With FGC, the learning process is deemed a success when the educational goal has been achieved, ie, the circumcision ritual is accepted as a necessity, the girl is proud of it, and later on it is passed on to her own daughters. The educational goal has become established in thought, in language, and in conduct, and yet this learning process has been halted at the level of tautological explanations, not least because of the strict communication rules that effectively regulate open discussion. The communication convention defines the rules for talking about FGC, ie, what can be said, in what ways, at what time, and by whom. The tautological explanations based on half-understood ideas convey just enough knowledge for girls to be able to accept the ritual and carry on the tradition without questioning it, at least not openly.
In contrast, if there were a deliberate educational goal that involved the learners engaging in explorative discussions and internalizing knowledge into a reflexive mode of thinking, the educational process would have to be brought to the next level of learning. That would require introducing a metalanguage of FGC for formulating words and characteristics beyond the realm of the limiting metaphors. It is this level of education that needs to be fostered in settings where open and explorative discussion can be encouraged, and where the child or adolescent is motivated to ask questions and participate actively. The lack of these characteristics makes the knowledge embodied, and it is not being abstracted and cognitive accessible in a critical reflexive mode of thinking.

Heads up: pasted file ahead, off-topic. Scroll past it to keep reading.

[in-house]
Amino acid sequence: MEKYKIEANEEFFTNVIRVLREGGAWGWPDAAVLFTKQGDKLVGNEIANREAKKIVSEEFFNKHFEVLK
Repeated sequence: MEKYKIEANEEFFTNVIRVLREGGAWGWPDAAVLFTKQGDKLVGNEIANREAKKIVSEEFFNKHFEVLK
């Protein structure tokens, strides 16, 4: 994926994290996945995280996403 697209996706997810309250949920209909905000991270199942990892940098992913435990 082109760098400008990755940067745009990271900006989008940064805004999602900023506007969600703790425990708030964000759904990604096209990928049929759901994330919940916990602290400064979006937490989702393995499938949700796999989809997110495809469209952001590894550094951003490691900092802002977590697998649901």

Tostan’s community-based educational program provides a good example of the educational components of promising programs and approaches in terms of ending FGC. This program aims to empower women through a broad range of educational and health-promoting activities to define and pursue their own goals better. One of the key components is the creation of a forum in which women can safely engage in free and equal discussion about their challenges and problems, and in which the subject of FGC is freely debated and a trustworthy alternative to FGC is introduced. The strategy is to launch a process of basic education and discussion that spreads to public discussion and public declaration against the practice in order to achieve a collective shift in convention.13